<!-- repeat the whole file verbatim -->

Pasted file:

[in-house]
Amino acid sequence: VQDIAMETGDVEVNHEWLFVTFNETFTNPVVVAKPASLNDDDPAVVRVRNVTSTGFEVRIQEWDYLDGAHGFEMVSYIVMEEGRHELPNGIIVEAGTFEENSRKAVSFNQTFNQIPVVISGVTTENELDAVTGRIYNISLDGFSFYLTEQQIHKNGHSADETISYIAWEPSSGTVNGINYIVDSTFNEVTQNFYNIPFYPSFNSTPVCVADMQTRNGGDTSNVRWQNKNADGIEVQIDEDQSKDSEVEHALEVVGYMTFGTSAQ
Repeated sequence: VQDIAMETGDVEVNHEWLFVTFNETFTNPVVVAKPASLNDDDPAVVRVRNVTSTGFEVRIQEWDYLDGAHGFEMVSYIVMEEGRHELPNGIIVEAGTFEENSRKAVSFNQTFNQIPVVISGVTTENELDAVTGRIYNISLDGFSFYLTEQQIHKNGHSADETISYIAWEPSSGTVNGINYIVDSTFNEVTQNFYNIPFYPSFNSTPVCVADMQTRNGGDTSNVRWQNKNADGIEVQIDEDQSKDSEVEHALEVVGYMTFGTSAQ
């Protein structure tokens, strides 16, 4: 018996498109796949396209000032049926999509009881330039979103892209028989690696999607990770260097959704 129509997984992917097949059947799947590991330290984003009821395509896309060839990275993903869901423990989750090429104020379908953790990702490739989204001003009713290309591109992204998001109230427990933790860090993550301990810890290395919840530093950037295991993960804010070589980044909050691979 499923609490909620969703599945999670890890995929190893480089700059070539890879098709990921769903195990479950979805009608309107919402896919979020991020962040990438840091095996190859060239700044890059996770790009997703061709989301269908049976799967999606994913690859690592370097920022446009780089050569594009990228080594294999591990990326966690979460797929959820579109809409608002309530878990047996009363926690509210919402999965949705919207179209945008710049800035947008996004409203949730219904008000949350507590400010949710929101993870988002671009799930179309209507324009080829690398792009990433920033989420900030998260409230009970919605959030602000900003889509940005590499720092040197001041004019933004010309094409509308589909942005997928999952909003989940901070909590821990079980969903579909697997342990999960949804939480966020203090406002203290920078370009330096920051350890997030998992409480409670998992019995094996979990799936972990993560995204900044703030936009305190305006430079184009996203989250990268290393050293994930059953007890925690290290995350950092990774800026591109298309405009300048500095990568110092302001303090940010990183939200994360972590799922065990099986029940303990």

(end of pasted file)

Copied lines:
[in-house]
Amino acid sequence: VQDIAMETGDVEVNHEWLFVTFNETFTNPVVVAKPASLNDDDPAVVRVRNVTSTGFEVRIQEWDYLDGAHGFEMVSYIVMEEGRHELPNGIIVEAGTFEENSRKAVSFNQTFNQIPVVISGVTTENELDAVTGRIYNISLDGFSFYLTEQQIHKNGHSADETISYIAWEPSSGTVNGINYIVDSTFNEVTQNFYNIPFYPSFNSTPVCVADMQTRNGGDTSNVRWQNKNADGIEVQIDEDQSKDSEVEHALEVVGYMTFGTSAQ
Repeated sequence: VQDIAMETGDVEVNHEWLFVTFNETFTNPVVVAKPASLNDDDPAVVRVRNVTSTGFEVRIQEWDYLDGAHGFEMVSYIVMEEGRHELPNGIIVEAGTFEENSRKAVSFNQTFNQIPVVISGVTTENELDAVTGRIYNISLDGFSFYLTEQQIHKNGHSADETISYIAWEPSSGTVNGINYIVDSTFNEVTQNFYNIPFYPSFNSTPVCVADMQTRNGGDTSNVRWQNKNADGIEVQIDEDQSKDSEVEHALEVVGYMTFGTSAQ
């Protein structure tokens, strides 16, 4: 018996498109796949396209000032049926999509009881330039979103892209028989690696999607990770260097959704 129509997984992917097949059947799947590991330290984003009821395509896309060839990275993903869901423990989750090429104020379908953790990702490739989204001003009713290309591109992204998001109230427990933790860090993550301990810890290395919840530093950037295991993960804010070589980044909050691979 499923609490909620969703599945999670890890995929190893480089700059070539890879098709990921769903195990479950979805009608309107919402896919979020991020962040990438840091095996190859060239700044890059996770790009997703061709989301269908049976799967999606994913690859690592370097920022446009780089050569594009990228080594294999591990990326966690979460797929959820579109809409608002309530878990047996009363926690509210919402999965949705919207179209945008710049800035947008996004409203949730219904008000949350507590400010949710929101993870988002671009799930179309209507324009080829690398792009990433920033989420900030998260409230009970919605959030602000900003889509940005590499720092040197001041004019933004010309094409509308589909942005997928999952909003989940901070909590821990079980969903579909697997342990999960949804939480966020203090406002203290920078370009330096920051350890997030998992409480409670998992019995094996979990799936972990993560995204900044703030936009305190305006430079184009996203989250990268290393050293994930059953007890925690290290995350950092990774800026591109298309405009300048500095990568110092302001303090940010990183939200994360972590799922065990099986029940303990």